Along the way they waged a very public battle for equality, endured a hurricane, crisscrossed the continent on an exhibition tour, welcomed new teammates and said goodbye to old friends, all in the name of taking the final step up the podium.

"You can win as many World Championships as you want but at the end of the day the Olympic gold medal is different," Stauber said.  "Quite honestly, if you're looking at your past, successes or failures, when it comes to a game like this very little has to do with those outcomes. Certainly you can learn from your past, which we did from what happened in 2014, but at the end of the day it's a new day."

That new day meant a different style of play, one that featured a free-flowing, puck possession style of play that kept opponents constantly on their heels. But while the chances were there night after night, the goals were harder to come by. That's where the young goaltending tandem of Nicole Hensley and Rooney stepped in to shut down the opposition.

Rooney was only 7 months old and Hensley was barely 2 years old when Cammi Granato, Karyn Bye and crew celebrated winning the first Olympic gold medal in women's ice hockey 20 years ago. But stepping onto the biggest stage in sport, they channeled their inner Sarah Tueting and Sara DeCosta in helping the U.S. recapture that golden feeling.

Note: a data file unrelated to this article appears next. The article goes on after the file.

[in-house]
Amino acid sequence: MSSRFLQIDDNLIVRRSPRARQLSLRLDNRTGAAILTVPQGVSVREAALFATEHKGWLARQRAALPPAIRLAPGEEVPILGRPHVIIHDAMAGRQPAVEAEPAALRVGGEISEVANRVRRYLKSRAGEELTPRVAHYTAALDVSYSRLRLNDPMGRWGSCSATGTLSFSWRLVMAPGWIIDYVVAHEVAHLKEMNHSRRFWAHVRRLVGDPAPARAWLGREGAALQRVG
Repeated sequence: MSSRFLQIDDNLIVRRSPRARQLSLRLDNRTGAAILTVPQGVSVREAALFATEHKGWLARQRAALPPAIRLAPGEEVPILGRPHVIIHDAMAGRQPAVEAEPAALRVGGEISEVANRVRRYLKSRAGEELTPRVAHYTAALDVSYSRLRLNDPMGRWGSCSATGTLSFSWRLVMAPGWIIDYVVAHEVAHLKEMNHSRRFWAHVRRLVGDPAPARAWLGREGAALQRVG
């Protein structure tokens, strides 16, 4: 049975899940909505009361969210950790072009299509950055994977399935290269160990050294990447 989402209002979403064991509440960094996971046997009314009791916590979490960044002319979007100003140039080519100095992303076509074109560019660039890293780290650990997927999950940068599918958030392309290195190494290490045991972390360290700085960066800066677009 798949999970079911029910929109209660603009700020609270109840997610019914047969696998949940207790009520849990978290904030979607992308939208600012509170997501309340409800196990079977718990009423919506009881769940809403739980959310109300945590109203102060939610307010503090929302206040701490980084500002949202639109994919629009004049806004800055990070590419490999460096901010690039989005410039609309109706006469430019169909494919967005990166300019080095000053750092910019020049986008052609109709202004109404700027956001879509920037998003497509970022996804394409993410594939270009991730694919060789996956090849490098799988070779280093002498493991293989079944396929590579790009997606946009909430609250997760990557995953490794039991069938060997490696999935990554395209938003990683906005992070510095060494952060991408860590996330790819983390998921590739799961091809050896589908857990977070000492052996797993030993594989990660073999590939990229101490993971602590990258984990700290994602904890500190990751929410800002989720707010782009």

"The 1998 team was our role models in this process and to get it done with this group of women was just amazing for our sport and youth in general," Rooney said.

Just as the "Miracle on Ice" inspired what would later come to be known as the "greatest generation" of NHL players, Granato and her teammates opened the door for females of all ages to find a league of their own.

On the anniversary of the biggest victory in men's hockey and three days after celebrating the 20-year mark of the women striking gold in Nagano, these women were poised make their own history and inspire the next generation.

"When you think that it's been 38 years since the 1980 Miracle on Ice and 20 years since the 1998 team and to have Angela Ruggiero giving us our medals it seemed like the stars aligned for us it just seemed like it was meant to be," said Monique Lamoureux, one of six players competing in their third Olympics.

It's too early to tell if this will be the last hurrah for some of the team's veterans. If it is, they are going out on top. But if they decide they have enough left in the tank, it's comforting to know that Rooney will most likely return to the U.S. crease four years down the road in China.

"You set out to win a gold medal but when you take a step back and think about who you're representing, the people back home that you don't even know and they love that you're representing them, there's so much pride in that," Duggan said before exiting the stage to get the celebration started. "That's what it's about."